Getting bigger and feeling awesome (22 weeks)

A couple weeks ago I started feeling the baby move, an experience countless baby books and websites described as "magical" and "wondrous" or, if they didn't use those words, similar ones. That's not exactly how it went for me, even though it is cool. I'd say, for me, it was more like finally understanding that the feelings I was feeling weren't gas or other digestive functions, but were, instead, the little one messing around in there. Me saying to J, "I think I can maybe feel the baby move," and him saying, "Really?" and me saying, "Well...maybe, yeah, maybe," and eventually becoming more confident.

It still seems to be too early for me to feel that much of significance. There's no massive undertakings going on, no huge kicks or punches or anything, more like tiny twitches and gentle tappings, a gentle reminder that someone is along for the ride.

This is nice, because I've been feeling pretty amazing since I got over the first trimester general nausea and extreme, coma-inducing fatigue. I've been feeling totally not pregnant, except for the growing belly and occasional swollen ankles (which I cried about once, just so you know, that's how much I hate the way swollen ankles look).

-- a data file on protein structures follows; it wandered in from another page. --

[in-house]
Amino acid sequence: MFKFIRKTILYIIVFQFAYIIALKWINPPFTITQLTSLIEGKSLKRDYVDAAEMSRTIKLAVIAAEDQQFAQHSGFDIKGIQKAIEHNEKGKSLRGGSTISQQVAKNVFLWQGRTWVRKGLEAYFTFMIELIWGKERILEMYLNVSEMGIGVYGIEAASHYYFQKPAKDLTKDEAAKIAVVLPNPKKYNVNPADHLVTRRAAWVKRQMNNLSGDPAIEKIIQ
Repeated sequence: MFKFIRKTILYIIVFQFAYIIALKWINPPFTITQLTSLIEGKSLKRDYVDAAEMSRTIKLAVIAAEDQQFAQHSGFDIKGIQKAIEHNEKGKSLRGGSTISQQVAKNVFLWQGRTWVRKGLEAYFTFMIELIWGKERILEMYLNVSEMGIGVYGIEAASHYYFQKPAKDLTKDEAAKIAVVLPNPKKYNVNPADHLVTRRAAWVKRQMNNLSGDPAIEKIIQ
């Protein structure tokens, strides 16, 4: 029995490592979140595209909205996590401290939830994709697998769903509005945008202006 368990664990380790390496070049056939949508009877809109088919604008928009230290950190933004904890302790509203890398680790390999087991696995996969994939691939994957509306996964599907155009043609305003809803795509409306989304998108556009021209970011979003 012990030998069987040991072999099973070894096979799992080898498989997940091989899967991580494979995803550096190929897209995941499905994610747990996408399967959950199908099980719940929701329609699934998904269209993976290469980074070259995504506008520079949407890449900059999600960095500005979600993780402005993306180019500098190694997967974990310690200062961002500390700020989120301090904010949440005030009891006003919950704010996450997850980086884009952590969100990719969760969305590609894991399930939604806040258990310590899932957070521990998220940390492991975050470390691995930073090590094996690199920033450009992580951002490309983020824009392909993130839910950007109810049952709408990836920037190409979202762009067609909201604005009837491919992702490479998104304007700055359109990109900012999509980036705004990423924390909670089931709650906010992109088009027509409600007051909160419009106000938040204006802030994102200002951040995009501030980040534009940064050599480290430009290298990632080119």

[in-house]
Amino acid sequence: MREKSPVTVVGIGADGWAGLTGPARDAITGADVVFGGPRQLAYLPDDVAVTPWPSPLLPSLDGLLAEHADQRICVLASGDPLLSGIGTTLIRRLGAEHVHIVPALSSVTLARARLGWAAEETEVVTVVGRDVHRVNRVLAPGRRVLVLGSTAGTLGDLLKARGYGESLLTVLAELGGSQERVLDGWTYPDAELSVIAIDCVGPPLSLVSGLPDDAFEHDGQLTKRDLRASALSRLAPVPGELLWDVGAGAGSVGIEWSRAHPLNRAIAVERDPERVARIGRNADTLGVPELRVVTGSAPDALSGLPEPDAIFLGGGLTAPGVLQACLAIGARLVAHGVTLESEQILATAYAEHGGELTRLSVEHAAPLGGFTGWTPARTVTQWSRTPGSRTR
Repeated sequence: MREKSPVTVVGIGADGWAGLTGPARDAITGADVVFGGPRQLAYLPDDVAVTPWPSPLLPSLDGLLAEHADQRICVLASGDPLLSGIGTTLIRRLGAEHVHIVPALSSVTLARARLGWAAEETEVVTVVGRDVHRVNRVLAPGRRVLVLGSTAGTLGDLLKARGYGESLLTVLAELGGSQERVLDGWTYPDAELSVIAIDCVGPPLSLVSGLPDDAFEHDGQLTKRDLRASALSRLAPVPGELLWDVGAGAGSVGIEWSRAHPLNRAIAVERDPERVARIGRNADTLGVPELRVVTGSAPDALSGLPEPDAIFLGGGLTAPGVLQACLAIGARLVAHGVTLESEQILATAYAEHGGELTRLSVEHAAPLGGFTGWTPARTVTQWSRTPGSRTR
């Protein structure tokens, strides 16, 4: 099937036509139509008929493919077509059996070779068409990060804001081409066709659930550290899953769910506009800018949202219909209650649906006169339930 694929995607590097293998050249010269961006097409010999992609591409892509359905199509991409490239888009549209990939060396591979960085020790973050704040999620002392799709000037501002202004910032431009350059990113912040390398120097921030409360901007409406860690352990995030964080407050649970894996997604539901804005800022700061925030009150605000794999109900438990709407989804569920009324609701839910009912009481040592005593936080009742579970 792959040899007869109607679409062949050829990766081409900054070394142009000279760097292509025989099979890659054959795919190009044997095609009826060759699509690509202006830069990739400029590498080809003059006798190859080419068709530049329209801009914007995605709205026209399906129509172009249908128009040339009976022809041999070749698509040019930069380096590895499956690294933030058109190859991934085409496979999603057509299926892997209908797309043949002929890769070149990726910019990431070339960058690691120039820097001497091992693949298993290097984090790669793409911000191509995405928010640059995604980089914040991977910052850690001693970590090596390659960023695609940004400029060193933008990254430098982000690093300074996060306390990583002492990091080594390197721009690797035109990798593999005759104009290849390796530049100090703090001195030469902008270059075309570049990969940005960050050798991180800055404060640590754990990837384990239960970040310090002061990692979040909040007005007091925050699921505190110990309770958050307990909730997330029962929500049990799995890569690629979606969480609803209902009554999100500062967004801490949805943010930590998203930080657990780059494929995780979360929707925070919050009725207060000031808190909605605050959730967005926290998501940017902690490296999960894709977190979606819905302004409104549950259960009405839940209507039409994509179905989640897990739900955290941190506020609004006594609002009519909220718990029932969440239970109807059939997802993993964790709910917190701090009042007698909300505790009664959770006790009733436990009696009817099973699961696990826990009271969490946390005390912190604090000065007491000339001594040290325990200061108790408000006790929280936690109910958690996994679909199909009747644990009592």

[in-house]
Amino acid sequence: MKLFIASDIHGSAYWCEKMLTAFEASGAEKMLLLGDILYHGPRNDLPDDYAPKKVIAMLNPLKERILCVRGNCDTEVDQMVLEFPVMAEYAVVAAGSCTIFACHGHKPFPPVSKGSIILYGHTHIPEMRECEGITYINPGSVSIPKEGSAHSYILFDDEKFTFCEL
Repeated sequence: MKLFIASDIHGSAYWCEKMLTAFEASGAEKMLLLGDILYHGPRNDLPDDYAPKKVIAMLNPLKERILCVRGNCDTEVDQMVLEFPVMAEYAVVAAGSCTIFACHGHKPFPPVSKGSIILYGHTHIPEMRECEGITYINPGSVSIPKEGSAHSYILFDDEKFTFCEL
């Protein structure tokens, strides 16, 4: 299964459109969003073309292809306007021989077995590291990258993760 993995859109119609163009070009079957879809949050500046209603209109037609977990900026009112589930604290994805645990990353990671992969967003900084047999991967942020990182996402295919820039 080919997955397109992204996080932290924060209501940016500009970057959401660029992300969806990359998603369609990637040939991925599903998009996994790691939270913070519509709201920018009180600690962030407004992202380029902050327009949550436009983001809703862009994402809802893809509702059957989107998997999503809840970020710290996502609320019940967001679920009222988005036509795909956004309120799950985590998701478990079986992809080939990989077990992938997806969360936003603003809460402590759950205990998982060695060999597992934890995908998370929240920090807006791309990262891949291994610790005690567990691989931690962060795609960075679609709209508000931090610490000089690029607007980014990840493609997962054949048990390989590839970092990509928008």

I was telling J how I didn't "feel pregnant at all," the other day, in fact, and he was like, "Oh my God, look at you, you look so pregnant, I wish you realized how pregnant you look" which, by the way, he didn't mean in an insensitive way and I didn't mind at all.

Anyway, these little movements, although they're still rather infrequent and unpredictable, get me thinking in pregnancy mode again. Like, oh yes, THAT'S why I've got to buy new clothes.

They also allow me to attempt communication with my baby, like yesterday when I was very tired and very hungry after a long road trip this weekend, and was on the train home from work eating Cheez-Its, because, hey, that's what I had in my bag, while feeling the consistent, miniature thump of this little tiny girl, and I tried to tell her, through mother-child brain waves or whatever, that "I know Cheez-Its aren't giving you that many nutrients, but I really need them right now, ok?"

I also like to think about what she's doing when she's not moving around. No doubt the answer is that she's sleeping, or, I just can't feel her all the time yet, but I prefer to think she's being productive (after all, she's got all this time on her hands) and that maybe she's got a little desk lamp on and is working tirelessly on her first novel.

And so, the unreasonable expectations begin.